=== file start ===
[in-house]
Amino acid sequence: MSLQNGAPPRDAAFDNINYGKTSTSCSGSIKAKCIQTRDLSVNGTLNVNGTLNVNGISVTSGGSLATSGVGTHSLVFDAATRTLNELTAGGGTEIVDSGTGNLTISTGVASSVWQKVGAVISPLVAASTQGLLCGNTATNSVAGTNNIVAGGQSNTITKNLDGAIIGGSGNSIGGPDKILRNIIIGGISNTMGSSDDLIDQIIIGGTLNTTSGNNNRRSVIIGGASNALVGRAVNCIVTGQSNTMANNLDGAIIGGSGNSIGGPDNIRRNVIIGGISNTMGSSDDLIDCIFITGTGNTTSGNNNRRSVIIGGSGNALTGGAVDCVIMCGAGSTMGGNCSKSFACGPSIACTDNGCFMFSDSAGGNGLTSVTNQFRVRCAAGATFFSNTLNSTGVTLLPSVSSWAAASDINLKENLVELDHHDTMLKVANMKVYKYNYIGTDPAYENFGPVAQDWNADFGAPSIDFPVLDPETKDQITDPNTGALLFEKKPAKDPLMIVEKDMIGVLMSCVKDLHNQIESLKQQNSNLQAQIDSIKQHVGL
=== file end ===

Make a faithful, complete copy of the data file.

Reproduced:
[in-house]
Amino acid sequence: MSLQNGAPPRDAAFDNINYGKTSTSCSGSIKAKCIQTRDLSVNGTLNVNGTLNVNGISVTSGGSLATSGVGTHSLVFDAATRTLNELTAGGGTEIVDSGTGNLTISTGVASSVWQKVGAVISPLVAASTQGLLCGNTATNSVAGTNNIVAGGQSNTITKNLDGAIIGGSGNSIGGPDKILRNIIIGGISNTMGSSDDLIDQIIIGGTLNTTSGNNNRRSVIIGGASNALVGRAVNCIVTGQSNTMANNLDGAIIGGSGNSIGGPDNIRRNVIIGGISNTMGSSDDLIDCIFITGTGNTTSGNNNRRSVIIGGSGNALTGGAVDCVIMCGAGSTMGGNCSKSFACGPSIACTDNGCFMFSDSAGGNGLTSVTNQFRVRCAAGATFFSNTLNSTGVTLLPSVSSWAAASDINLKENLVELDHHDTMLKVANMKVYKYNYIGTDPAYENFGPVAQDWNADFGAPSIDFPVLDPETKDQITDPNTGALLFEKKPAKDPLMIVEKDMIGVLMSCVKDLHNQIESLKQQNSNLQAQIDSIKQHVGL